PayPal is opening up its mobile software developer kit to the global community today, enabling app makers everywhere to more easily integrate the company’s payment solutions.

The PayPal mobile SDK will enable app developers to integrate PayPal in much the same way they already do on the Web. User accounts will be saved so they don’t have to log in every time they want to pay through and app and the interaction flow is simplified so users are not taken to a new page when they want to make a transaction. The new mobile SDK will allow developers to accept both credit card and PayPal accounts for payment.

The first company to integrate the PayPal mobile SDK was Uber last November. The trial must have gone well as PayPal is opening up the SDK today to more than 30 markets across the world.

PayPal has made a big move into making itself not just a plugin service for developers but a platform to build upon in the last year. PayPal acquired payments portal Braintree last year for $800 million and has shifted its developer relations and resources to the Braintree wing of the company. PayPal also acquired mobile backend-as-a-service company StackMob in December to fill out its developer platform and team. PayPal will be shuttering StackMob’s service later this year.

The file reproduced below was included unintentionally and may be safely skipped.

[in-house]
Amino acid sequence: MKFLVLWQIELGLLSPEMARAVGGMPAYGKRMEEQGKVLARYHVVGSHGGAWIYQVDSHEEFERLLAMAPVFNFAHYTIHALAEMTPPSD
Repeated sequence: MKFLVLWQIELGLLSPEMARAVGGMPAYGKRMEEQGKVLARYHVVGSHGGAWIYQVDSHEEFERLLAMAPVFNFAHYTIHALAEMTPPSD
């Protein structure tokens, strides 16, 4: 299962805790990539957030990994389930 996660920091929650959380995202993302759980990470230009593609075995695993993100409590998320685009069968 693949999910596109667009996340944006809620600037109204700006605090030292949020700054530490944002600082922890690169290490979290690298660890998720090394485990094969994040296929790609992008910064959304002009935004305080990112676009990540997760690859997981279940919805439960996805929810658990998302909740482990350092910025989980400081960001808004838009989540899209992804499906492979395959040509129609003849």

Top image: PayPal’s David Marcus and Braintree’s Bill Ready via David Marcus


Secret to Success: It Starts With Dog Food

Last week PayPal president David Marcus caught some flak for sending out an email to employees at the San Jose headquarters, strongly urging them to use the company’s own products. “[If] you are one of the folks who refused to install the PayPal app or if you can’t remember your PayPal password, do yourself a favor, go find something that will connect with your heart and mind elsewhere,” he wrote in the controversial memo.

After reading in its entirely, I have to say I don’t think he’s totally off the mark.

Like David, I know how important it is to “eat your own dog food” when it comes to business. It’s a key reason why I believe HootSuite has gotten to where it is today.

Eating your own dog food—a phrase popularized in tech circles years ago for using your own tools—is absolutely critical in any startup. It means you don’t just sell your product, you use it too. You trust it with your own livelihood. You know it’s better than anything out there.

HootSuite was our own “dog food” from the start

The whole idea for a social media management tool came about in 2008 because we needed it internally. At the time, the digital media agency I ran had dozens of clients with hundreds of Twitter and Facebook accounts. It just wasn’t practical to be logging into and out of each of these profiles all day long. We needed a tool that would let us manage multiple accounts from one interface.

So we hacked one together. Nothing pretty, but it worked. Before long, our clients were asking us about this new web tool that could handle Twitter, Facebook and LinkedIn all from one screen. We launched an early version as a free app. Within a month, we had thousands and thousands of downloads. It had gone viral.

The benefits of homemade dog food